The woman responsible for cooking and serving a fatal beef wellington lunch in Victoria, Australia has been arrested.
On the night of July 29, Gail and Don Patterson, as well as Gail’s sister Heather Wilkinson and her husband Ian, joined 48-year-old Erin Patterson at her home in the town of Leongatha, southeast of Melbourne.
Gail, 70, Don, 70, and Heather, 66, would all later die in a Melbourne hospital.
Now, after months of investigations, police statements, media speculation and forensic experts speaking out, police have arrested Erin Patterson.
She has not yet been charged.
Police revealed today they are searching her home with specially trained “technology detector dogs” while she is being held in police custody.
Patterson has maintained her innocence.
So what do we know about the deadly mushroom lunch and the people involved?
Don Patterson and Gail Patterson, Erin Patterson's former parents-in-law, died after a suspected mushroom poisoning.
- Erin Patterson arrested over fatal mushrooms
- Watch: Deadly mushroom chef hits out- The key update that could unlock mystery
- Fatal mushroom mystery: Suspect's drunken rampage, past convictions revealed
- 'Does that make her a killer?': Ex-cop on the case against mushroom poisoning suspect
Deadly lunch that killed three people
On July 29, Patterson invited her former parents-in-law, Gail and Don Patterson, Gail’s sister Heather Wilkinson and her husband Ian Wilkinson around for lunch.
The 48-year-old had cooked a beef wellington pie dish for her guests, but unfortunately, it was laced with death cap mushrooms.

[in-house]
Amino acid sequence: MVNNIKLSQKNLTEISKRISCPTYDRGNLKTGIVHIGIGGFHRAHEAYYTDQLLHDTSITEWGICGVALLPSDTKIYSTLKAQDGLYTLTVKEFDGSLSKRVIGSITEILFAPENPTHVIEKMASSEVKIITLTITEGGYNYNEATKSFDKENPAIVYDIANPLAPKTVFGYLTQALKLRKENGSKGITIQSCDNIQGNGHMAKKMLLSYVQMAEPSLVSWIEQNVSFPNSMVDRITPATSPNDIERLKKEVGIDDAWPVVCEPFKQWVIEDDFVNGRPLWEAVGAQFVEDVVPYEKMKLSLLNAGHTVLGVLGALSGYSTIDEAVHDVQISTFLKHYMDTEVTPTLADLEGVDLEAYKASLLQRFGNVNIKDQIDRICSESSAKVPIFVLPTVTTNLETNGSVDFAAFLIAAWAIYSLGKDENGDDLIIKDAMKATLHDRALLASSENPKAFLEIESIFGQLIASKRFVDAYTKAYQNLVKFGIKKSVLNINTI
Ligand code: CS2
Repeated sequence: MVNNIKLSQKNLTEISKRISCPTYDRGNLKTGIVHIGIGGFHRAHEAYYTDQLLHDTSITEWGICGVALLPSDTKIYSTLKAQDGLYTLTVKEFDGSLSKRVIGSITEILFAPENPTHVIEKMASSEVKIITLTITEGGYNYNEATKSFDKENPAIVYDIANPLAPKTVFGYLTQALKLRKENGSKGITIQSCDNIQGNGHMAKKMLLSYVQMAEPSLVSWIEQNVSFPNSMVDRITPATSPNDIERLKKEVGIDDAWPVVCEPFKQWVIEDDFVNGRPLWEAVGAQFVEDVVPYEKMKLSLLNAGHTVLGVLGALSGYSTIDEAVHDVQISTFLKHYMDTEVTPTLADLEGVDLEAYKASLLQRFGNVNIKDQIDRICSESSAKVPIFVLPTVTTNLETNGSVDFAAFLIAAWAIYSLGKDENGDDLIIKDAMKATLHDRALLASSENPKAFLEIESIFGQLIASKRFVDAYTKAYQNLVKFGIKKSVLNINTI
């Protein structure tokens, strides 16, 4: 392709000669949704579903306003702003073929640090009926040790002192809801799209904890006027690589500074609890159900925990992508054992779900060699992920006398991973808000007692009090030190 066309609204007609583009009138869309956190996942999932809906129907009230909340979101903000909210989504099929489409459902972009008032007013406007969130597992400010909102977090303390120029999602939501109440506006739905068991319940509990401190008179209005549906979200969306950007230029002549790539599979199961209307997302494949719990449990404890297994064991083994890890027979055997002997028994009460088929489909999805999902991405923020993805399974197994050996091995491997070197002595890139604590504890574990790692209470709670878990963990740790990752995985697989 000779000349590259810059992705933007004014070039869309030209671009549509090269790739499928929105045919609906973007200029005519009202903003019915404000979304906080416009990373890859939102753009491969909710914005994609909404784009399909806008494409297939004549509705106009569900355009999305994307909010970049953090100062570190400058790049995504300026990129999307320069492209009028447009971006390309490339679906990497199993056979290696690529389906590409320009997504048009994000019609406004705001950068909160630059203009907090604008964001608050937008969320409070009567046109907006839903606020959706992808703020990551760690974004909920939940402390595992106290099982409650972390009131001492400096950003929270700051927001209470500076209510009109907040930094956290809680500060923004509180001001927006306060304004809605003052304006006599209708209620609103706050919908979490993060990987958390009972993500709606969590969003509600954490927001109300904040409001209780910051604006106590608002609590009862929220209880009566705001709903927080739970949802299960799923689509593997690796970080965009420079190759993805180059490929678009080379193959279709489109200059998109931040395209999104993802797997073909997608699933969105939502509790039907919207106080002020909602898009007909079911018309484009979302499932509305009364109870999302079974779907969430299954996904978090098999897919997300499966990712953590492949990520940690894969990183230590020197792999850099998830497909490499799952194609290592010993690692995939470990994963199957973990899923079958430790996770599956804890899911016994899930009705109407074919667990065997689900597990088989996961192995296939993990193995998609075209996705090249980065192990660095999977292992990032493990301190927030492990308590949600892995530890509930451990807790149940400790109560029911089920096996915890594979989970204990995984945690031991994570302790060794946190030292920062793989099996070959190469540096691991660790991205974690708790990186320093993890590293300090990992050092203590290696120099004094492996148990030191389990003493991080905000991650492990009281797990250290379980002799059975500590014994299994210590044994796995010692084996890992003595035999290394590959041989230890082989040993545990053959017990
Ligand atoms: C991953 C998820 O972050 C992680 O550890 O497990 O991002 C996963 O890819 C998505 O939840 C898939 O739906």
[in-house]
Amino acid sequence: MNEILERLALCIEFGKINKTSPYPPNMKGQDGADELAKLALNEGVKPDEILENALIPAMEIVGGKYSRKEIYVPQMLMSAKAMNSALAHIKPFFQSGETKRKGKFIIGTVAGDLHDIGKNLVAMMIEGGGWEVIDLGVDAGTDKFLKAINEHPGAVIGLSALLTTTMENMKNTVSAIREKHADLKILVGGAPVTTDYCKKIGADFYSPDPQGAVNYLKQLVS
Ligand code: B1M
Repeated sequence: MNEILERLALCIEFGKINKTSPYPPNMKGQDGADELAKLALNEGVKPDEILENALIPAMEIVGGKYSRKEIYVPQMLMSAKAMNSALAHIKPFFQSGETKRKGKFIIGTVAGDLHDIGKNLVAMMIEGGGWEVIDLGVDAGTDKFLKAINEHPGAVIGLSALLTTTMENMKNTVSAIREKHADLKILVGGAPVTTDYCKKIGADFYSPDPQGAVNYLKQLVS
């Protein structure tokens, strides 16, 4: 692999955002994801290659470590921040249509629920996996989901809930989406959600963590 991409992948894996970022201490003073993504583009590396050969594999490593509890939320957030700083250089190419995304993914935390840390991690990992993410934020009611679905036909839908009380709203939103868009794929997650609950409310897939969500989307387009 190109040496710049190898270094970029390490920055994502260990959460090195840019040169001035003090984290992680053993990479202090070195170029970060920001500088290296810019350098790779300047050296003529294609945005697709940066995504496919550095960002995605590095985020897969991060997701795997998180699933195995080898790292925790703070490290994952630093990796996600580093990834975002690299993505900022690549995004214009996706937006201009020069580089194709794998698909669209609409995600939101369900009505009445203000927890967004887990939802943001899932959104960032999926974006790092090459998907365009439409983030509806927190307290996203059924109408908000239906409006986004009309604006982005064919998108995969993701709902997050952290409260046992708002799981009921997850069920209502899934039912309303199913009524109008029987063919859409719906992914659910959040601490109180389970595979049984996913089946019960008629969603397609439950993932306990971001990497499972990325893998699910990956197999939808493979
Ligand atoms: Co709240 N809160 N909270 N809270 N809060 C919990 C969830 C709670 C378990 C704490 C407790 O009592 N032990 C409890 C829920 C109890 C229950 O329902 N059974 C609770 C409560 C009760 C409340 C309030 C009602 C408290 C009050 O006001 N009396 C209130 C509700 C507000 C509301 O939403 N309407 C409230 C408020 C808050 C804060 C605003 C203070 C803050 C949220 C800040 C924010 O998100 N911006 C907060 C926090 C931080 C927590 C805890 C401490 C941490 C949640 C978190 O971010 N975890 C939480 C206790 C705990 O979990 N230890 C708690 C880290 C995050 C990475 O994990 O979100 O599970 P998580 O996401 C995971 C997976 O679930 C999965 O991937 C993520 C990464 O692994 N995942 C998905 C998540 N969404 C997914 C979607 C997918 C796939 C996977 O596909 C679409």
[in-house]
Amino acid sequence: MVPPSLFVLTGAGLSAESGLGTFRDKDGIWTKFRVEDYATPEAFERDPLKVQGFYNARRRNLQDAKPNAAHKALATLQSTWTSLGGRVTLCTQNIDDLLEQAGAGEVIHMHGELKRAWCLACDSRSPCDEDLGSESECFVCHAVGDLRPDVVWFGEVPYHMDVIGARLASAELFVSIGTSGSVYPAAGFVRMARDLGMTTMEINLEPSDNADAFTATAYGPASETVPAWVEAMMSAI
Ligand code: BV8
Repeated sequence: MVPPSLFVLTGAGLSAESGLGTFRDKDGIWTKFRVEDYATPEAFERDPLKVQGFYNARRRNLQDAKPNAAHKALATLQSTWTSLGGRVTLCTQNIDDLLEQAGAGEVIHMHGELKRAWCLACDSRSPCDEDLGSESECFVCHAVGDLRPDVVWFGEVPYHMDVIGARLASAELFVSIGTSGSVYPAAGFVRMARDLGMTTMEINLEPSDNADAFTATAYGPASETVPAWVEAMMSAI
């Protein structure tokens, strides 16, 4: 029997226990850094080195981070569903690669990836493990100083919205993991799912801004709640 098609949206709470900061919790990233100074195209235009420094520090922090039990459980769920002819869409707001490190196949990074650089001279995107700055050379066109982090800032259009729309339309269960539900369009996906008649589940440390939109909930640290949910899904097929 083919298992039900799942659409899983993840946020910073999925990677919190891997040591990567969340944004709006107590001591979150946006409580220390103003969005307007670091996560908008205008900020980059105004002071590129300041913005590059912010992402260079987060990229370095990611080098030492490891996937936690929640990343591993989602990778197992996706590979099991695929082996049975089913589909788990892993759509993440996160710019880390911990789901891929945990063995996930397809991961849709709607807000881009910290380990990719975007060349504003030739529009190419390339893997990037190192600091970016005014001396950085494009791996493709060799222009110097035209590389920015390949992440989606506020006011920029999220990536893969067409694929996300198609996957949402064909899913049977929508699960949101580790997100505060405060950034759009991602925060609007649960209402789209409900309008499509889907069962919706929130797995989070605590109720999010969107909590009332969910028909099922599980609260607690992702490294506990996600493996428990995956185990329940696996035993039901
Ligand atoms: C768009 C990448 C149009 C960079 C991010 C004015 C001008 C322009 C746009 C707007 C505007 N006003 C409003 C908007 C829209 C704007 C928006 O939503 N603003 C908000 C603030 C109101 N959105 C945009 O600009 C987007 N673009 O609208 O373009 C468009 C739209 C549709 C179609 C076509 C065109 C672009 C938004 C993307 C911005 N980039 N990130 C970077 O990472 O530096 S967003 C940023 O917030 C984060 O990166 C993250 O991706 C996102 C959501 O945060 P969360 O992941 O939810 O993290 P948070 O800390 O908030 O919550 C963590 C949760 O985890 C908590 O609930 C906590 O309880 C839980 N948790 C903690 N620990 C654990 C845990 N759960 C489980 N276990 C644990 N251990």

Gail, Don and Heather all died after suffering symptoms consistent with poisoning by death cap mushroom.
Ian survived, but was put in a coma for two months in hospital. After 50 days in hospital, he had recovered enough to be released.
Heather Wilkinson and pastor Ian Wilkinson.
Erin Patterson claims she also fell ill on July 31 after consuming leftovers. The Age reported she was admitted to the hospital in Leongatha before an ambulance transferred her to a hospital in Melbourne.
Neither of Erin’s children became ill after the lunch. It is not known if they ate any of the beef wellington pie served to guests.
Why the deadly lunch allegedly took place
Sources in Australia claimed Patterson held the lunch with her former in-laws because she wanted to reconcile with her ex-husband, Simon Patterson.
It is claimed she arranged the meal with her in-laws and ex-husband in an effort to try to negotiate a reconciliation, according to the Daily Mail.
Simon was invited to the meal but pulled out at the last minute.
A friend of Simon told Australian media he had no interest in getting back with Erin.
A source close to the family has claimed Erin Patterson tried to poison her ex-husband Simon Patterson in 2022. Simon revealed he was in a coma after a mystery stomach illness.
“They went to her house for a mediation to talk to the family. Simon was supposed to go there for lunch but he pulled out in the last minute otherwise he would be in that death bed too,” the friend said.
The friend also claimed Simon’s family only attended the lunch because they were worried about Erin’s “mental state”.
They wanted to “make sure she was in the right mental health to resume a relationship with Simon”.
“This wasn’t just a lunch, it was an intervention with the pastor as mediator. That’s why this lunch happened,” the friend said.
Where the mushrooms came from and the missing dehydrator
According to 7News, Erin Patterson initially told police during her interview that she picked up the mushrooms from a local shop in the Leongatha area.
But in an updated statement she claimed she bought a bag of mushrooms from an Asian grocery store in Mount Waverley at least three months before the lunch.
She reported the label on the package of mushrooms she purchased was handwritten.